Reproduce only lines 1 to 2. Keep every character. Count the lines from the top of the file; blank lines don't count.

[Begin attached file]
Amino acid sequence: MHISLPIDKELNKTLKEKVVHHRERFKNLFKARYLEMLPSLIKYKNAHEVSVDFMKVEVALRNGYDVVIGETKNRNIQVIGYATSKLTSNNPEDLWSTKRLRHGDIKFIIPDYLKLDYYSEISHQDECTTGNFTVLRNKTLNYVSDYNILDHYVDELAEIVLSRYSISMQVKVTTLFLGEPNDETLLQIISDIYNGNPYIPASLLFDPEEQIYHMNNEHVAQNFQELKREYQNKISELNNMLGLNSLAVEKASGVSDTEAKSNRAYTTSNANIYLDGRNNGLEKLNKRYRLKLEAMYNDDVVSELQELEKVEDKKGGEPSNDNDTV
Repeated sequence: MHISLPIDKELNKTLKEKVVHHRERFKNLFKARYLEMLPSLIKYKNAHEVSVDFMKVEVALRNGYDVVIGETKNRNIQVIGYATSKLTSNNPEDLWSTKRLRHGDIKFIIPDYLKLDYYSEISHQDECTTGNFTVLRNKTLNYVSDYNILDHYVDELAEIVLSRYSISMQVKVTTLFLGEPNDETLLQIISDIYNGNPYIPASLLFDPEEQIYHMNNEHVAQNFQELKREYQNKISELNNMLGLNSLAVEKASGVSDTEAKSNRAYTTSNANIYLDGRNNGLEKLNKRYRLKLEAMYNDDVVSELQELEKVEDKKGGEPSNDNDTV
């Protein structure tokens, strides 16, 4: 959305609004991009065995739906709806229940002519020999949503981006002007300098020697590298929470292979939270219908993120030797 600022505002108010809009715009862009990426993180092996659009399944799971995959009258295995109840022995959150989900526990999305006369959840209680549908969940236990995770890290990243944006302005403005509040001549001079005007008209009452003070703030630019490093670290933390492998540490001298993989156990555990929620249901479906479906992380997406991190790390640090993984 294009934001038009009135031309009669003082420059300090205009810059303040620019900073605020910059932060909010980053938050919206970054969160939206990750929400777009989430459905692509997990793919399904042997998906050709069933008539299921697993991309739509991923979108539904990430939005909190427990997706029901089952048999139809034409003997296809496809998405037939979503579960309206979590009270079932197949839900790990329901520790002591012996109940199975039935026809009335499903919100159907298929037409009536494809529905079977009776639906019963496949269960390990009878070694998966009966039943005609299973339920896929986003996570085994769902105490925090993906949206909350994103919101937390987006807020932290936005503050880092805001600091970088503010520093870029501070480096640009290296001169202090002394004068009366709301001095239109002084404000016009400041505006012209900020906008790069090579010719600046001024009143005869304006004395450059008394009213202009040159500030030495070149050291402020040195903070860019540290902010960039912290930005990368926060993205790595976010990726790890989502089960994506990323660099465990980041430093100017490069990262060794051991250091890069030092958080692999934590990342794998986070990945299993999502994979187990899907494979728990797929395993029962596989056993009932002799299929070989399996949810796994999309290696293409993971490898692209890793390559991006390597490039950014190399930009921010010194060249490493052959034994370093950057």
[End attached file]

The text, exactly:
Amino acid sequence: MHISLPIDKELNKTLKEKVVHHRERFKNLFKARYLEMLPSLIKYKNAHEVSVDFMKVEVALRNGYDVVIGETKNRNIQVIGYATSKLTSNNPEDLWSTKRLRHGDIKFIIPDYLKLDYYSEISHQDECTTGNFTVLRNKTLNYVSDYNILDHYVDELAEIVLSRYSISMQVKVTTLFLGEPNDETLLQIISDIYNGNPYIPASLLFDPEEQIYHMNNEHVAQNFQELKREYQNKISELNNMLGLNSLAVEKASGVSDTEAKSNRAYTTSNANIYLDGRNNGLEKLNKRYRLKLEAMYNDDVVSELQELEKVEDKKGGEPSNDNDTV
Repeated sequence: MHISLPIDKELNKTLKEKVVHHRERFKNLFKARYLEMLPSLIKYKNAHEVSVDFMKVEVALRNGYDVVIGETKNRNIQVIGYATSKLTSNNPEDLWSTKRLRHGDIKFIIPDYLKLDYYSEISHQDECTTGNFTVLRNKTLNYVSDYNILDHYVDELAEIVLSRYSISMQVKVTTLFLGEPNDETLLQIISDIYNGNPYIPASLLFDPEEQIYHMNNEHVAQNFQELKREYQNKISELNNMLGLNSLAVEKASGVSDTEAKSNRAYTTSNANIYLDGRNNGLEKLNKRYRLKLEAMYNDDVVSELQELEKVEDKKGGEPSNDNDTV